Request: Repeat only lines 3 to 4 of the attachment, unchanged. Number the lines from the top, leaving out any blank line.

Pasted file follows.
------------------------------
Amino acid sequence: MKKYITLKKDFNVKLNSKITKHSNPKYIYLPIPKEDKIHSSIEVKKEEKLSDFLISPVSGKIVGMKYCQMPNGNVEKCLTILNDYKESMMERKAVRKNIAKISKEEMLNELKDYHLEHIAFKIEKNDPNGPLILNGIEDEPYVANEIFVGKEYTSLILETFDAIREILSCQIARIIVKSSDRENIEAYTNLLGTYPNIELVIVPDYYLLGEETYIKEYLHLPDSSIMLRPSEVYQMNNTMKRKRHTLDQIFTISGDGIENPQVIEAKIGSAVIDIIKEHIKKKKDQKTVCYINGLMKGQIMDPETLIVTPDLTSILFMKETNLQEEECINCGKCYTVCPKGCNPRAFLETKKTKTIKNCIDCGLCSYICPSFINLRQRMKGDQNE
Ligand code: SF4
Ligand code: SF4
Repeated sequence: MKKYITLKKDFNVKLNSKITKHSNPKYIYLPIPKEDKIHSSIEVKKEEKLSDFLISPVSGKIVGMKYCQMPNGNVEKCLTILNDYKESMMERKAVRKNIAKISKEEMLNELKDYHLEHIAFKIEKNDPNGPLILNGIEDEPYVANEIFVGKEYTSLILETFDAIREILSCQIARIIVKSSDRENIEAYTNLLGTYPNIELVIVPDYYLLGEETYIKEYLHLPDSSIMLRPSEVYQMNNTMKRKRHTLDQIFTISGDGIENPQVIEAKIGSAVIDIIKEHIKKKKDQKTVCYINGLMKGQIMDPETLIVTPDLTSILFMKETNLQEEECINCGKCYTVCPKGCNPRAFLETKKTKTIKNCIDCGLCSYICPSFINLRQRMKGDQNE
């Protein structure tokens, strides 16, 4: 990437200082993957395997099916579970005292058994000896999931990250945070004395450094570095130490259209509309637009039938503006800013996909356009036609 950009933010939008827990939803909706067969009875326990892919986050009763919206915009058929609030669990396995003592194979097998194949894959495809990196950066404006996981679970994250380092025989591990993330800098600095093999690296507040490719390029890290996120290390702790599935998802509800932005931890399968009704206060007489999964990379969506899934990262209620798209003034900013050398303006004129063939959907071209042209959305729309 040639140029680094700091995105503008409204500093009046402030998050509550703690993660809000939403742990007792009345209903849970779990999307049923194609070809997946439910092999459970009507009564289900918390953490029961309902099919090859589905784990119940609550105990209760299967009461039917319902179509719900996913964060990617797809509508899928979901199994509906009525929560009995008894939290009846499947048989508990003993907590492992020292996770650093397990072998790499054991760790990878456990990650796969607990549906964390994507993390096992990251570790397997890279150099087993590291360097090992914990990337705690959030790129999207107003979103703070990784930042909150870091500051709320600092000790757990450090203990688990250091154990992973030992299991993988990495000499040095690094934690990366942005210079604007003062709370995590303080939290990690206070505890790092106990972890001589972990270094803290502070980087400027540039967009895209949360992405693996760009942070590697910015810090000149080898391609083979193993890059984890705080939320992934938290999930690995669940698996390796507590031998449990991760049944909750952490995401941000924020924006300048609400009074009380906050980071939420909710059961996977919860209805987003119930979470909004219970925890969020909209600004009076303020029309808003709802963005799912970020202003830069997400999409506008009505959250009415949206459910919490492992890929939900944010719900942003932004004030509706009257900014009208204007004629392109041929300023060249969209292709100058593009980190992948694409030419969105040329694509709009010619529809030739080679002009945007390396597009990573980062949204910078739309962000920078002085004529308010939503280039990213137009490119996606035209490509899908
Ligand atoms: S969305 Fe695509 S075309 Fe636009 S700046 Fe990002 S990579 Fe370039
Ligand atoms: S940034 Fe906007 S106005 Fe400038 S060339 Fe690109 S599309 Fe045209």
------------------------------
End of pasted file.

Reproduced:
Ligand code: SF4
Repeated sequence: MKKYITLKKDFNVKLNSKITKHSNPKYIYLPIPKEDKIHSSIEVKKEEKLSDFLISPVSGKIVGMKYCQMPNGNVEKCLTILNDYKESMMERKAVRKNIAKISKEEMLNELKDYHLEHIAFKIEKNDPNGPLILNGIEDEPYVANEIFVGKEYTSLILETFDAIREILSCQIARIIVKSSDRENIEAYTNLLGTYPNIELVIVPDYYLLGEETYIKEYLHLPDSSIMLRPSEVYQMNNTMKRKRHTLDQIFTISGDGIENPQVIEAKIGSAVIDIIKEHIKKKKDQKTVCYINGLMKGQIMDPETLIVTPDLTSILFMKETNLQEEECINCGKCYTVCPKGCNPRAFLETKKTKTIKNCIDCGLCSYICPSFINLRQRMKGDQNE